MICHAEL KAMBER, New York Times: We had gotten up early in the morning around 3:00, and we met up with a group of soldiers. They did a pre-dawn briefing, standing around their Humvees and going over maps, talking about the mission.
We drove a short distance and met up with a group of about 50 Iraqi soldiers. There were about a dozen American soldiers, so there were maybe 65 or 70 soldiers, all told.
We had a couple of Iraqi informants that were supposed to lead the way. One of the informants had a cell phone, and it was ringing constantly. It wasn't something that I remarked on at the time, but later on it took on added significance.
As we walked along the road, Lieutenant Cleveland pointed out pieces of wood by the side of the trail and pointed out possible sites where IEDs could be hidden, places we could be attacked from, where somebody could push a button on a transmitter and blow us up.
There was a destroyed house a few meters ahead, and I stepped inside the house to shoot out through the window at the troops coming towards me. As soon as I stepped inside, there was this horrific explosion. I was sure, immediately, as soon as I heard the explosion, I was sure somebody had been killed.
SOLDIER: Give me your status over there!
MICHAEL KAMBER: As I stepped outside the house, there was a lightly wounded Iraqi soldier laying on the ground, and I photographed him. And then, as the smoke began to clear, I ran towards the Americans up ahead. They were maybe 20 meters or so away from me.
It surprised me how calm the scene was. There wasn't a lot of shouting and screaming; there weren't soldiers running in every direction. The American soldiers, out of the 11 soldiers that were there, there were four casualties, and several soldiers were attending to them. The others were already making preparations for the evacuation. They were already calling in coordinates. Beside me, a medic was bent over one of the bleeding soldiers, and he looked up at me and asked me to help him.
SOLDIER: I need you to help me lift his arm right here.
MICHAEL KAMBER: His face was covered in blood from shrapnel, and his ears and eyes were caked in dirt and blood, also. But when he cut away his shirt, we could see that he had no serious wounds to his torso.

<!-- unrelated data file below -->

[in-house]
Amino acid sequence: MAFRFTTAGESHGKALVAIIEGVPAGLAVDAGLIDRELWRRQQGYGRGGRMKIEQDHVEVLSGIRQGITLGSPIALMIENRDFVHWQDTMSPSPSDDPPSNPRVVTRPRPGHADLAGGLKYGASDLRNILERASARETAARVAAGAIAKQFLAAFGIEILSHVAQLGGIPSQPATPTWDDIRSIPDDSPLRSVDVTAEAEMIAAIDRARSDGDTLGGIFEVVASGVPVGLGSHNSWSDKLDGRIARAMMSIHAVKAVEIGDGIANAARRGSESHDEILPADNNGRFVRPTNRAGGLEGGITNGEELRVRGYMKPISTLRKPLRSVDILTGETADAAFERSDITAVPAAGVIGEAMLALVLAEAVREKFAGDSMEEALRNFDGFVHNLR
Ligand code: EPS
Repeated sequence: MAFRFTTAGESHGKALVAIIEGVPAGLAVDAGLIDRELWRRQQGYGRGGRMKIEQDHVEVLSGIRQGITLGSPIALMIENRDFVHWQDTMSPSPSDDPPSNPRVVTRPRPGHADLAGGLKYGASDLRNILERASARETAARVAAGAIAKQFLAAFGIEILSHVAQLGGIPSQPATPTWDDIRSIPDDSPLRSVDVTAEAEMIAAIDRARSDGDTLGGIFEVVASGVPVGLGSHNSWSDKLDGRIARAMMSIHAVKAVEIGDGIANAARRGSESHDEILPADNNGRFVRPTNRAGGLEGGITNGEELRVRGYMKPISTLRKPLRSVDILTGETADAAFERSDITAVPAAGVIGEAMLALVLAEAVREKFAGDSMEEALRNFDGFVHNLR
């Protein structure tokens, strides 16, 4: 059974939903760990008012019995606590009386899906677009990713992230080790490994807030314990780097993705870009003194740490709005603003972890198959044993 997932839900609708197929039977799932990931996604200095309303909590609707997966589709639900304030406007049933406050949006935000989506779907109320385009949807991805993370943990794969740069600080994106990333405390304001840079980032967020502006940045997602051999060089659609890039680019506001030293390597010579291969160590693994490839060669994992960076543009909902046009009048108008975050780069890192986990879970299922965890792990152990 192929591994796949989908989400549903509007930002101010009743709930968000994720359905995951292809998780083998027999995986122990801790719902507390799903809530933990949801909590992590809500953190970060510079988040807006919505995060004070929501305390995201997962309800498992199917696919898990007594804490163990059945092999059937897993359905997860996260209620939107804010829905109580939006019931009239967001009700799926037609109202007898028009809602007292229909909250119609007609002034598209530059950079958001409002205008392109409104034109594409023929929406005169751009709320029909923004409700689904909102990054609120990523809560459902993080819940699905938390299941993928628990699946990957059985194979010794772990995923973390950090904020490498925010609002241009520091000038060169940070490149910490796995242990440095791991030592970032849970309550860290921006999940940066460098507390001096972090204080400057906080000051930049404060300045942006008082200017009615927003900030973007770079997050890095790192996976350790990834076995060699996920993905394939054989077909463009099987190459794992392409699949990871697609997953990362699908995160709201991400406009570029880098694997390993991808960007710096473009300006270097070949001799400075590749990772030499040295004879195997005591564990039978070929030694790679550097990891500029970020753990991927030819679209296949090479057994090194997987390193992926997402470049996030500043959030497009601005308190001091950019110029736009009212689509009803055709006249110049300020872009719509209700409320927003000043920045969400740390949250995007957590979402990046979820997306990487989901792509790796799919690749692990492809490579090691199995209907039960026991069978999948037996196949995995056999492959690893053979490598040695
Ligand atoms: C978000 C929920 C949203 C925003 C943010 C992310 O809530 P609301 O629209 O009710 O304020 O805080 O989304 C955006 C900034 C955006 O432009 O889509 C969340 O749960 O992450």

The medic was incredibly poised. He never panicked; he wasn't rushed. He just worked professionally and quickly. He was talking to the soldier the whole time. He was asking him what it was like back home where he came from.
Behind me, there was another soldier. He was on his knees, bent forward, staring at the ground. He seemed completely stunned, almost in shock. His face had streaks of blood running down it. We didn't know at the time that he had been temporarily blinded by the blast. He couldn't see anything, and he could only hear very little.
Once the medic got the badly wounded soldier stabilized, he called for a litter and asked for other soldiers to come over and help him lift and put the soldier onto the stretcher. As it always does in these situations, it seemed like it took a long time for the helicopter to arrive. Eventually, we heard the choppers coming in the distance, and a soldier ran out and threw a red smoke grenade into the field to mark the landing spot.
As the helicopter came in, there was incredible dust kicked up, and the soldiers grouped around the wounded, trying to protect them and keep their wounds clean. In the background, the sun was just beginning to come up over the horizon. The soldiers lifted the stretcher and took the badly wounded soldier, carried him to the helicopter, and slid him into the door. Then they returned for the second one, put him on a stretcher and carried him, also, to the helicopter. Lastly, they took the least-wounded American soldier, put him on, and then placed the body bag on the helicopter.
Even in the midst of this tragedy, you could feel the camaraderie amongst these guys. They would put their hand on a shoulder or occasionally give each other a hug. We were still concerned that there were other landmines or IEDs in the area, and so the soldiers began to walk out of the area single file, each one stepping in the footprints of the soldier in front of him. We walked out through the grass this time, away from the road. Once we got to the road, some of the soldiers began to cry and hug each other.
The informant whose cell phone had been ringing earlier was immediately arrested. They suspected him of receiving the phone call in some type of effort to coordinate the attack on the Americans. You could see the incredible anger amongst all the troops and the desire to find whoever was responsible for this.
The soldiers that we were with that had suffered the four casualties returned to their base, but the search for the three missing soldiers had to go on, so they were quickly replaced by their sister unit, Bravo Company. This time, they stepped off into the grass almost immediately, and they stayed away from the footpaths in the soft sand where the mines can be planted.
We would stop in houses along the way, and they would talk to the military-aged men. If they gave suspicious answers, they were immediately detained and they were marched off along with us.
Finally, after many hours of walking, we reached a farmhouse, and the soldiers all collapsed in the main room, waiting for re-supply by helicopter. Eventually, we heard the choppers coming. They threw out green smoke grenades to mark the landing spot once again, and then the helicopter came in and dropped off food and water, and the troops headed back out into the field to continue the search for their missing comrades.
For the New York Times, this is Michael Kamber, south of Baghdad, with the 10th Mountain Division.